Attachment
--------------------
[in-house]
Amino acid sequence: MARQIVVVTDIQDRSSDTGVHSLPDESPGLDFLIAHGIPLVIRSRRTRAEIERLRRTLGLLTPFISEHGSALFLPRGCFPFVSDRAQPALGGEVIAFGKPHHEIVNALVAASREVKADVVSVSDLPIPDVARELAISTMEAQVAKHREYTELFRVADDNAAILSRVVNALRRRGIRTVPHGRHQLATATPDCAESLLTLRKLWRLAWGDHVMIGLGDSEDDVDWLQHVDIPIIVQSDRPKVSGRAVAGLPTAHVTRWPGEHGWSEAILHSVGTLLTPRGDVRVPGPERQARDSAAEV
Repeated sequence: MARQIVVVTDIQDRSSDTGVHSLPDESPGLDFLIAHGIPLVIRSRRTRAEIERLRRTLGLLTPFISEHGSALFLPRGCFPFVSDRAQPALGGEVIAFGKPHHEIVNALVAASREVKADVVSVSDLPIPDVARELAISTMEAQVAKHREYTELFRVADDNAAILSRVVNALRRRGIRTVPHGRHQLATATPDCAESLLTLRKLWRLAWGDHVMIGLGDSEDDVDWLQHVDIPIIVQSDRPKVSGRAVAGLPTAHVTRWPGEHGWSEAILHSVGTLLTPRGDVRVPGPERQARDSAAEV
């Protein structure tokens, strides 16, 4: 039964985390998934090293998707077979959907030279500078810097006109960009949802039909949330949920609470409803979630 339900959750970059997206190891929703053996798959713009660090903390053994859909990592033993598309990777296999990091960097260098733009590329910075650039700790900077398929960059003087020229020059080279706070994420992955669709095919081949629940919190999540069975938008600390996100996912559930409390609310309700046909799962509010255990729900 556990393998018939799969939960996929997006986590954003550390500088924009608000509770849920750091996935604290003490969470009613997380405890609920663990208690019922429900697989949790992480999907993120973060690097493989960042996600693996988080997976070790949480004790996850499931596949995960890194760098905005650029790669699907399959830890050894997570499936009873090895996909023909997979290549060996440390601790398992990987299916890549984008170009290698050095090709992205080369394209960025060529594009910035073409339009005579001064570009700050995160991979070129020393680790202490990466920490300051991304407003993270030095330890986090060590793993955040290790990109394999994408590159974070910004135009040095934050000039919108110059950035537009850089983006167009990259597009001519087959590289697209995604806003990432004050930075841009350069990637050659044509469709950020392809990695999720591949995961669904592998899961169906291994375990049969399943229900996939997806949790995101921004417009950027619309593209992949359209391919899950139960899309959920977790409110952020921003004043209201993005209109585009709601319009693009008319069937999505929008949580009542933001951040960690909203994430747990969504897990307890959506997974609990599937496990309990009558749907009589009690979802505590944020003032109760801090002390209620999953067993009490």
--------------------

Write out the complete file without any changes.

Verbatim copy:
[in-house]
Amino acid sequence: MARQIVVVTDIQDRSSDTGVHSLPDESPGLDFLIAHGIPLVIRSRRTRAEIERLRRTLGLLTPFISEHGSALFLPRGCFPFVSDRAQPALGGEVIAFGKPHHEIVNALVAASREVKADVVSVSDLPIPDVARELAISTMEAQVAKHREYTELFRVADDNAAILSRVVNALRRRGIRTVPHGRHQLATATPDCAESLLTLRKLWRLAWGDHVMIGLGDSEDDVDWLQHVDIPIIVQSDRPKVSGRAVAGLPTAHVTRWPGEHGWSEAILHSVGTLLTPRGDVRVPGPERQARDSAAEV
Repeated sequence: MARQIVVVTDIQDRSSDTGVHSLPDESPGLDFLIAHGIPLVIRSRRTRAEIERLRRTLGLLTPFISEHGSALFLPRGCFPFVSDRAQPALGGEVIAFGKPHHEIVNALVAASREVKADVVSVSDLPIPDVARELAISTMEAQVAKHREYTELFRVADDNAAILSRVVNALRRRGIRTVPHGRHQLATATPDCAESLLTLRKLWRLAWGDHVMIGLGDSEDDVDWLQHVDIPIIVQSDRPKVSGRAVAGLPTAHVTRWPGEHGWSEAILHSVGTLLTPRGDVRVPGPERQARDSAAEV
């Protein structure tokens, strides 16, 4: 039964985390998934090293998707077979959907030279500078810097006109960009949802039909949330949920609470409803979630 339900959750970059997206190891929703053996798959713009660090903390053994859909990592033993598309990777296999990091960097260098733009590329910075650039700790900077398929960059003087020229020059080279706070994420992955669709095919081949629940919190999540069975938008600390996100996912559930409390609310309700046909799962509010255990729900 556990393998018939799969939960996929997006986590954003550390500088924009608000509770849920750091996935604290003490969470009613997380405890609920663990208690019922429900697989949790992480999907993120973060690097493989960042996600693996988080997976070790949480004790996850499931596949995960890194760098905005650029790669699907399959830890050894997570499936009873090895996909023909997979290549060996440390601790398992990987299916890549984008170009290698050095090709992205080369394209960025060529594009910035073409339009005579001064570009700050995160991979070129020393680790202490990466920490300051991304407003993270030095330890986090060590793993955040290790990109394999994408590159974070910004135009040095934050000039919108110059950035537009850089983006167009990259597009001519087959590289697209995604806003990432004050930075841009350069990637050659044509469709950020392809990695999720591949995961669904592998899961169906291994375990049969399943229900996939997806949790995101921004417009950027619309593209992949359209391919899950139960899309959920977790409110952020921003004043209201993005209109585009709601319009693009008319069937999505929008949580009542933001951040960690909203994430747990969504897990307890959506997974609990599937496990309990009558749907009589009690979802505590944020003032109760801090002390209620999953067993009490």